How will new waves of technological change like robotics and artificial intelligence affect the employment landscape in rural and urban communities across Ontario? How are leading organizations and networks harnessing digital technologies to further the public good ? And, what can municipal leaders do to ensure their jurisdictions are not left behind by the accelerating pace of technological change?
Yesterday I had the privilege of reflecting on these vital themes during my opening keynote for the annual gathering of the Association of Municipalities of Ontario. My slides are available on slideshare and I encourage you to share them widely.
My audience for the keynote was a diverse group of over 1,500 elected officials and public servants hailing from virtually all corners of Ontario. The challenge was to craft a message about the implications of technological change that would not only resonate with public officials who represent large, diverse cities such as Ottawa and Toronto, but also with the leaders of smaller northern communities like Red Lake and Sioux Lookout. In my experience, technologists often speak eagerly to the opportunities and needs of urban centres, but pay lip service to the challenges rural communities face in adapting to technological change.
It’s true that urban and rural communities experience technological change differently, with big cities often feeling the intensity of change more acutely, and big cities having a greater advantage in possessing the talent and the resources to respond appropriately. But my message to rural and urban leaders was the same: no municipal government anywhere can afford to ignore the opportunities — or the disruption — that technology presents. Whether urban or rural, digital offers new ways to deliver higher quality services more efficiently, to collaborate with citizens and stakeholders to achieve shared goals, and to facilitate job creation and economic opportunity at a time when the conditions for economic success are changing rapidly for Ontario.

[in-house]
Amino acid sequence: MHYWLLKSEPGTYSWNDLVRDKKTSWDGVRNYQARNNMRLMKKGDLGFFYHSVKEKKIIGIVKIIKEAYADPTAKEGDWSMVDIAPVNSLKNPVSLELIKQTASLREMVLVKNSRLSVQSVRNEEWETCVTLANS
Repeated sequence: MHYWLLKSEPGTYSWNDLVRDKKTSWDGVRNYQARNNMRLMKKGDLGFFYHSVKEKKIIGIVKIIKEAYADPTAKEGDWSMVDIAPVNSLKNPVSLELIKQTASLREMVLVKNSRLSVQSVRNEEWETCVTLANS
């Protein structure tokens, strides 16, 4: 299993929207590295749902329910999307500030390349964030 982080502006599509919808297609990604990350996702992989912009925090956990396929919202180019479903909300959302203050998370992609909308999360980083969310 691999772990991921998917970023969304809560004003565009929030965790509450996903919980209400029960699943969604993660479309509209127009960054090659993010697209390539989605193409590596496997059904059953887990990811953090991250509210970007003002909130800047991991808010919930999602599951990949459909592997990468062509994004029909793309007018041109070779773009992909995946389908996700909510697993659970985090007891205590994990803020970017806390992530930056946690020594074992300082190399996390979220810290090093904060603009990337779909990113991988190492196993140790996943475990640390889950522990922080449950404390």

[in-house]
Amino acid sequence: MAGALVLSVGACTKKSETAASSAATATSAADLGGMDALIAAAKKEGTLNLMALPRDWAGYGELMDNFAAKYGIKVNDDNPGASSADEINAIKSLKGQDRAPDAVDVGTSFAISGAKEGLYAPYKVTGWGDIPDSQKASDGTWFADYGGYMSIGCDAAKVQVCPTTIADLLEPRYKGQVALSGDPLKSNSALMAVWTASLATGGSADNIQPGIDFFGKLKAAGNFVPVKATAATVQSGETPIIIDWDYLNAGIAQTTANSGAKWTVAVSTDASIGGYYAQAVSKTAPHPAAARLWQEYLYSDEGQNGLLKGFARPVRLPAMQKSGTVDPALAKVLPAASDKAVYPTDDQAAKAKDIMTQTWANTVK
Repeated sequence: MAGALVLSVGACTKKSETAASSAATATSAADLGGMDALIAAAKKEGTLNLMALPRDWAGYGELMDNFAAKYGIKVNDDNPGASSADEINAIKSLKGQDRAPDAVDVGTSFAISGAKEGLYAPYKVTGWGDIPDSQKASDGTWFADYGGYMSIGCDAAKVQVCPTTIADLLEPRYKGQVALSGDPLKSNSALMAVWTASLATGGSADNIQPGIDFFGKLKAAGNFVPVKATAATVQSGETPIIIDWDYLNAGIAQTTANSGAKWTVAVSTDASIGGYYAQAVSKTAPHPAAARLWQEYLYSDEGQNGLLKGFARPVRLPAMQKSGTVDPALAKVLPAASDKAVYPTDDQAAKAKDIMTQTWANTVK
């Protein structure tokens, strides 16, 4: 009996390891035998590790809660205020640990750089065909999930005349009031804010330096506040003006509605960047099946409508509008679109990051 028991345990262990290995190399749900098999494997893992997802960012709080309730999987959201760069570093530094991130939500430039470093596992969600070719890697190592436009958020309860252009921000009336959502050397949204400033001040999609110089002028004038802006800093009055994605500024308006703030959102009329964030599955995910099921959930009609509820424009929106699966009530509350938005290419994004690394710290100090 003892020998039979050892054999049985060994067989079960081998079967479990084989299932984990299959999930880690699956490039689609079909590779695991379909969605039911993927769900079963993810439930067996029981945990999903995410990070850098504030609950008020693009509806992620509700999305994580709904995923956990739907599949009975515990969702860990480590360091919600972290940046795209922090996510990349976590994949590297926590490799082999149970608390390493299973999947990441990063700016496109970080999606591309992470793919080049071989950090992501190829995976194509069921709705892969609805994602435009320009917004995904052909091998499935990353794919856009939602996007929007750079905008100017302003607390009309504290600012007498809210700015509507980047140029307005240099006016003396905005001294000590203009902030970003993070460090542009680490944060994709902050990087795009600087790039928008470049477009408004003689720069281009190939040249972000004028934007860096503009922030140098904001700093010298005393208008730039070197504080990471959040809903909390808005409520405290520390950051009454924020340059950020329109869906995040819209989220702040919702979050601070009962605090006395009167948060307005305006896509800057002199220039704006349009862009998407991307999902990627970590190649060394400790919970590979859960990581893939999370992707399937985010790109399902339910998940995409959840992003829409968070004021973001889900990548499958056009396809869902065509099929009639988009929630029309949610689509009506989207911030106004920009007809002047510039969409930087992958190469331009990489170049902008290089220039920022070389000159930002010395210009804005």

The keynote covered a lot of ground — too much to cover in one post — including many opportunities for municipal innovation. These examples included:
- New ways to tackle the digital divide as illustrated by New York City.
- Participatory budgeting to get citizens engaged in directing spending decisions.
- Big data tools like Farmlogs to help maximize agricultural productivity
- Kitchen incubators to help agricultural communities tap new sources of economic opportunity in the craft food and beverage sector.
- Advanced manufacturing labs to close Ontario’s skills and productivity gap and ignite a new generation of manufacturing startups.
- Data-driven approaches to optimizing local transportation networks (including those pioneered by Waterloo startup Miovision)
- And, open data strategies for improving service delivery and community safety.
Of course, most attendees wanted to know how their municipalities should modernize their approach to digital technologies and seize some of the opportunities illustrated in the examples above. In my closing remarks, I emphasized seven recommendations, which are summarized below:
- Prioritize digital innovation with an executive mandate.
- Invest in digital talent and create inter-disciplinary teams fusing policy, delivery and technology.
- Don’t take the past as a template for the future. Grant the flexibility to rethink/alter current state and experiment.
- Focus first on “minimum viable products” not detailed specifications and seek early and frequent input from live customers.
- Develop agile sourcing capabilities for digital innovation through open data, crowdsourcing and labs for co-innovation.
- Work across government to streamline processes and remove barriers by making rules conform to modern development practices (rather than force development practices to conform to existing rules!).
- Collect and analyze performance data and maintain a commitment to continuous innovation & improvement over time.
Feel free to get in touch with us at the DEEP Centre if you’d like to discuss further.